Monday, January 14, 2019

Birth of Babylon

As we continue our journey through the Bible, we come to the repopulation of the earth after the flood wiped out everything, and everyone, who wasn't in the boat with Noah. And in general, it's easy to think that maybe these genealogies are boring, but if you pay close attention, you can discover some very interesting connections among people and places.

For example, Genesis gives us an account of Noah's descendants, stemming from each of his three sons - Shem, Ham, and Japheth. As we're reading through the sons and the sons of sons and the sons of sons of sons, we come upon Nimrod, a descendant of Ham. And the Bible tells us that Nimrod, in contrast to the way that we use the word today, was a mighty warrior.

But that's not all that the Bible tells us about him.

The Bible also tells us that it was Nimrod who first settled Babylon, which we know became a thorn in Israel's side and a nation that God often used to discipline His people.

Now, on the surface, that seems interesting enough. The idea that Babylon could come out of the boat with Noah? Whoa. That takes some spiritual gymnastics just for us to wrap our heads around. I mean, we know that God is the God of all nations and all peoples, but Babylon? In a post-flood earth, God saw a need for Babylon?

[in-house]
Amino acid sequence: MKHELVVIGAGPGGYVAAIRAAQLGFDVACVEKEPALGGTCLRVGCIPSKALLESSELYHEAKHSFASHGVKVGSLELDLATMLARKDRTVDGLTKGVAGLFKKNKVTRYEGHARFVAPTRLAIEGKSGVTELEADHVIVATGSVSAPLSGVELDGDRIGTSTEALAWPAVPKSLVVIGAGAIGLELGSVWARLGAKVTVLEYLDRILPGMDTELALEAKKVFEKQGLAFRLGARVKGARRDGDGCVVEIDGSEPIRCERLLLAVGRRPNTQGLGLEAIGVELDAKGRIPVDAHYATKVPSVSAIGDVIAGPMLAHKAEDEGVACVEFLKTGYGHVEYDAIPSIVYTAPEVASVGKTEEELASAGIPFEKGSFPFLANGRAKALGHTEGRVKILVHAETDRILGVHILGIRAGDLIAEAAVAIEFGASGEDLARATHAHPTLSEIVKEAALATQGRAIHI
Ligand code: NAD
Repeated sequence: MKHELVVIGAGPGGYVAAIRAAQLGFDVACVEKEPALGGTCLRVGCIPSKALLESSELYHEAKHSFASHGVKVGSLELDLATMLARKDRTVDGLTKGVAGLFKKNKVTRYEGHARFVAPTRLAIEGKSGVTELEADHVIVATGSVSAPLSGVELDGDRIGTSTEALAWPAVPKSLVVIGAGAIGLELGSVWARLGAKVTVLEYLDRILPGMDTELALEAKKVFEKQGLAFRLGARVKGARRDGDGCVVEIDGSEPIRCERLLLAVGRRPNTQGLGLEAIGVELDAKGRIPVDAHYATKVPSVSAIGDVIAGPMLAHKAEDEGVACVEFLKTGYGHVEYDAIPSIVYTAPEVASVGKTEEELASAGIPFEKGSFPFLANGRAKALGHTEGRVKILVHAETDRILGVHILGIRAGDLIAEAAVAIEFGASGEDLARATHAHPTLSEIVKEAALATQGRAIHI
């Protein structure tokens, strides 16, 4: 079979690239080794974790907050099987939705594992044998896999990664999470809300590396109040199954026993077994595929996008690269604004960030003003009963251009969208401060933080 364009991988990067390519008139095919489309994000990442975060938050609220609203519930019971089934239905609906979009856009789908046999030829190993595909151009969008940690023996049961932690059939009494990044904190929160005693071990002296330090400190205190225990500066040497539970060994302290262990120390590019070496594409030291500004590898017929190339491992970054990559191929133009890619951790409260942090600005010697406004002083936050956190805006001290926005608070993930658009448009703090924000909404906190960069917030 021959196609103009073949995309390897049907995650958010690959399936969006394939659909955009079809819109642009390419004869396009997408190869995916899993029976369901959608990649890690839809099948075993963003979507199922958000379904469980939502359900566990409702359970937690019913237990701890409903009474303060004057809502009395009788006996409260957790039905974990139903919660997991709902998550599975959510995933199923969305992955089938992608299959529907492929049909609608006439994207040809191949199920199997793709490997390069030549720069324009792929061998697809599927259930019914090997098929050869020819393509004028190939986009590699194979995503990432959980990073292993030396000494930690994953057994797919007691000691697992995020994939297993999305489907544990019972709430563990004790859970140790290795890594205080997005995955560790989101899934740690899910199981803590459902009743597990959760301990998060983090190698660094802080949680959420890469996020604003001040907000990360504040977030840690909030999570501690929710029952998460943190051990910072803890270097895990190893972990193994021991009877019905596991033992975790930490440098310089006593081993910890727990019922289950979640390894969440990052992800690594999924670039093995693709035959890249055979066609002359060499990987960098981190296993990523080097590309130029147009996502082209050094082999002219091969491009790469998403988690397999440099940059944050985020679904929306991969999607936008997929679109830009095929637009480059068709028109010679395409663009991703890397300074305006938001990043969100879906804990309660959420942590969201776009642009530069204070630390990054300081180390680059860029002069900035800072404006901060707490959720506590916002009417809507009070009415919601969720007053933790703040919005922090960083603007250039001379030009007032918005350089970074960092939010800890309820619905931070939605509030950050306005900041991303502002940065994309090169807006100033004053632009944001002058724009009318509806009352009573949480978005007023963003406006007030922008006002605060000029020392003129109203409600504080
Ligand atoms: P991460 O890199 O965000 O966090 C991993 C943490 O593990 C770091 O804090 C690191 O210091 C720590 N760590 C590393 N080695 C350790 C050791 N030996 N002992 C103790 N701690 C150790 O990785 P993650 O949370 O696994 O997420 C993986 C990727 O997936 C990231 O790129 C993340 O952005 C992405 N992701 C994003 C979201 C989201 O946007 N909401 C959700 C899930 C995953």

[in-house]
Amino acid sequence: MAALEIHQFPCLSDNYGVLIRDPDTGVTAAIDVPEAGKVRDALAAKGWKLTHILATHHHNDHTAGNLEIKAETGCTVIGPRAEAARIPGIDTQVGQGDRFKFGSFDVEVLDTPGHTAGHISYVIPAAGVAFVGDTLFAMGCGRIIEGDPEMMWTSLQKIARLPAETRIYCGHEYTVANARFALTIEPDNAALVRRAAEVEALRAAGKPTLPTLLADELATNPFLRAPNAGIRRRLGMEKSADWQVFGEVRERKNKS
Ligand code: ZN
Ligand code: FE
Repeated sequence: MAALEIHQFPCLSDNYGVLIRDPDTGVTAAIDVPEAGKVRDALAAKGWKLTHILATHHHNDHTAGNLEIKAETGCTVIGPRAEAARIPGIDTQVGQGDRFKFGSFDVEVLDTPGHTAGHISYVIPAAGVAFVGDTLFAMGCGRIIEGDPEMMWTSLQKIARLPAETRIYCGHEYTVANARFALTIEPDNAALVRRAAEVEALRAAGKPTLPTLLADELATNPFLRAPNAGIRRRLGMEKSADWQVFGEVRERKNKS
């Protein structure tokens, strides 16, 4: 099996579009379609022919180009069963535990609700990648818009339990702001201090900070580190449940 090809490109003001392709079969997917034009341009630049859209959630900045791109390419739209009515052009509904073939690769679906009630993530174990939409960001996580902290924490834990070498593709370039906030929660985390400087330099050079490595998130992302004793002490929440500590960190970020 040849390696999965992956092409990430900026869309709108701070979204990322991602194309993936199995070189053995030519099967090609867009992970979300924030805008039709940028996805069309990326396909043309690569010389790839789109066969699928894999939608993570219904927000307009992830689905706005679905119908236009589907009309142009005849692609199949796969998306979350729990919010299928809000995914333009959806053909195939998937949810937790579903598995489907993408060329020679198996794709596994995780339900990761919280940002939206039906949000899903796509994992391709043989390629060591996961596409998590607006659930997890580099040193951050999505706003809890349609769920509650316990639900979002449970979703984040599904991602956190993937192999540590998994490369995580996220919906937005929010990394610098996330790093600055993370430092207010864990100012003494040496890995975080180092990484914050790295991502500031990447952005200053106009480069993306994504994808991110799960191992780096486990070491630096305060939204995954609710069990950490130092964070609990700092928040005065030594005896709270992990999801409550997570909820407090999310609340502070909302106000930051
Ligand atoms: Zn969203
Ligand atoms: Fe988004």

Even that, however, is not the most remarkable thing about this. There's something even more telling about all of this, and it has to do with whose line we find Nimrod in: Ham's.

Remember what we know about Ham from Friday's post about Noah's drunkeness: it was Ham who discovered his father drunk and naked in a barn, and it was Ham who went and told his brothers about their father's shame, though he did nothing at all, apparently, to actually address the shame.

It is Ham who becomes the forefather of Nimrod, who settles Babylon, who becomes the nation that exposes Israel's nakedness and her drunkenness (her seasons when she is not sober before her God).

Like father, like son.

So when we get deeper into the Scriptures and we start to see Babylon pop up again and again and again and we see what this nation does to the nation of Israel, when we see how Babylon interacts with God's people, when we see Babylon put Israel's sin and shame on full display, it should come as no surprise to us. It ought to, in fact, make perfect sense. Just look at where Babylon came from -

From a son who exposed his father's shame instead of covered it. From a son who gossiped about his father's drunkenness. From a son who invited others to look at his father's nakedness.

Through Nimrod, a mighty warrior, who exposes the same.

Makes sense. Doesn't it? 

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